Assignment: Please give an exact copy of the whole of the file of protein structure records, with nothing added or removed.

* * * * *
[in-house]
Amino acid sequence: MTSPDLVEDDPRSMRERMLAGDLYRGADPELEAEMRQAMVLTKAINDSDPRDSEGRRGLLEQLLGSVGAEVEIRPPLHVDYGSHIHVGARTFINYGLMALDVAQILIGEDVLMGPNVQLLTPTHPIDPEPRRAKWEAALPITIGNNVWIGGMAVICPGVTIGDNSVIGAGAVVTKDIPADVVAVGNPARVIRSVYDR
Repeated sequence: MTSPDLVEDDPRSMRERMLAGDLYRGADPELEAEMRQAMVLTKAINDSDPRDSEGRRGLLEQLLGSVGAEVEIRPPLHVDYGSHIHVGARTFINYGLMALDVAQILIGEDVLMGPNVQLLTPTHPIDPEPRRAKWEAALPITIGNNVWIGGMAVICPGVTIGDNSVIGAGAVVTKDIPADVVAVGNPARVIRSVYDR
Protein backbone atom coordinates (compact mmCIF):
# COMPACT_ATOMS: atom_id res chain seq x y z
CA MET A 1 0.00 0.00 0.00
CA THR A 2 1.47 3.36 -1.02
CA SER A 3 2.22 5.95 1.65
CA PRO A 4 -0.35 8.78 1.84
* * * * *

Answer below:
[in-house]
Amino acid sequence: MTSPDLVEDDPRSMRERMLAGDLYRGADPELEAEMRQAMVLTKAINDSDPRDSEGRRGLLEQLLGSVGAEVEIRPPLHVDYGSHIHVGARTFINYGLMALDVAQILIGEDVLMGPNVQLLTPTHPIDPEPRRAKWEAALPITIGNNVWIGGMAVICPGVTIGDNSVIGAGAVVTKDIPADVVAVGNPARVIRSVYDR
Repeated sequence: MTSPDLVEDDPRSMRERMLAGDLYRGADPELEAEMRQAMVLTKAINDSDPRDSEGRRGLLEQLLGSVGAEVEIRPPLHVDYGSHIHVGARTFINYGLMALDVAQILIGEDVLMGPNVQLLTPTHPIDPEPRRAKWEAALPITIGNNVWIGGMAVICPGVTIGDNSVIGAGAVVTKDIPADVVAVGNPARVIRSVYDR
Protein backbone atom coordinates (compact mmCIF):
# COMPACT_ATOMS: atom_id res chain seq x y z
CA MET A 1 0.00 0.00 0.00
CA THR A 2 1.47 3.36 -1.02
CA SER A 3 2.22 5.95 1.65
CA PRO A 4 -0.35 8.78 1.84